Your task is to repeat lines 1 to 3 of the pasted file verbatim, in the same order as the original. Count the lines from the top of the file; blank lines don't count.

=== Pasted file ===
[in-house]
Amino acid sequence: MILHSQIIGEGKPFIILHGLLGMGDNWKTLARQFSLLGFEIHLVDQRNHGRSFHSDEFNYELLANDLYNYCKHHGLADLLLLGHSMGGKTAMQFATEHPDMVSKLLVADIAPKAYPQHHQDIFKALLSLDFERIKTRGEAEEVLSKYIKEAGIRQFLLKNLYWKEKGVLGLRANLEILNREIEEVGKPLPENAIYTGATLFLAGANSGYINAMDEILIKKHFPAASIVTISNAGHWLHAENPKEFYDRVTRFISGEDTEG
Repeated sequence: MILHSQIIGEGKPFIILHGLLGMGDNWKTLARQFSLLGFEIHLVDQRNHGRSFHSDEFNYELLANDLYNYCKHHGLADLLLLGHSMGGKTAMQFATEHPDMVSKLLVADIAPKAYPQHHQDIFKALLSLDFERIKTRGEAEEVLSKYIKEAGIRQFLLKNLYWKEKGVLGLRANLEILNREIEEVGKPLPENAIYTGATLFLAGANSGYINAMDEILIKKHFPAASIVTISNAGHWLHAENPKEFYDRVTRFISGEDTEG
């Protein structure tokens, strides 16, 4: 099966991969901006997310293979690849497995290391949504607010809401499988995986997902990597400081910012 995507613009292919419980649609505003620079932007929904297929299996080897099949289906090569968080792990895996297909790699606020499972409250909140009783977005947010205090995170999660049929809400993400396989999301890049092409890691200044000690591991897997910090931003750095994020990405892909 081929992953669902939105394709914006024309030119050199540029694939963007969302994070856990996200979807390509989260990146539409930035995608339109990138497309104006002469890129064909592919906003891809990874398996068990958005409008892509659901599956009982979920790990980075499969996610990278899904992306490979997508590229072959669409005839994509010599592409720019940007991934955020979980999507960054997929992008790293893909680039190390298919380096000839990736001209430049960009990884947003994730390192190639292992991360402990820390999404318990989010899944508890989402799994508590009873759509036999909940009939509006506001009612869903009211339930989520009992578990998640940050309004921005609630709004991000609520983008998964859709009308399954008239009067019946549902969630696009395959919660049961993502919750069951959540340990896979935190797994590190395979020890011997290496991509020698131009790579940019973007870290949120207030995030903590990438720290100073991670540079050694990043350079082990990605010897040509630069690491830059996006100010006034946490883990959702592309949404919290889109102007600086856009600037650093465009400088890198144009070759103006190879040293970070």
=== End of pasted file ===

[in-house]
Amino acid sequence: MILHSQIIGEGKPFIILHGLLGMGDNWKTLARQFSLLGFEIHLVDQRNHGRSFHSDEFNYELLANDLYNYCKHHGLADLLLLGHSMGGKTAMQFATEHPDMVSKLLVADIAPKAYPQHHQDIFKALLSLDFERIKTRGEAEEVLSKYIKEAGIRQFLLKNLYWKEKGVLGLRANLEILNREIEEVGKPLPENAIYTGATLFLAGANSGYINAMDEILIKKHFPAASIVTISNAGHWLHAENPKEFYDRVTRFISGEDTEG
Repeated sequence: MILHSQIIGEGKPFIILHGLLGMGDNWKTLARQFSLLGFEIHLVDQRNHGRSFHSDEFNYELLANDLYNYCKHHGLADLLLLGHSMGGKTAMQFATEHPDMVSKLLVADIAPKAYPQHHQDIFKALLSLDFERIKTRGEAEEVLSKYIKEAGIRQFLLKNLYWKEKGVLGLRANLEILNREIEEVGKPLPENAIYTGATLFLAGANSGYINAMDEILIKKHFPAASIVTISNAGHWLHAENPKEFYDRVTRFISGEDTEG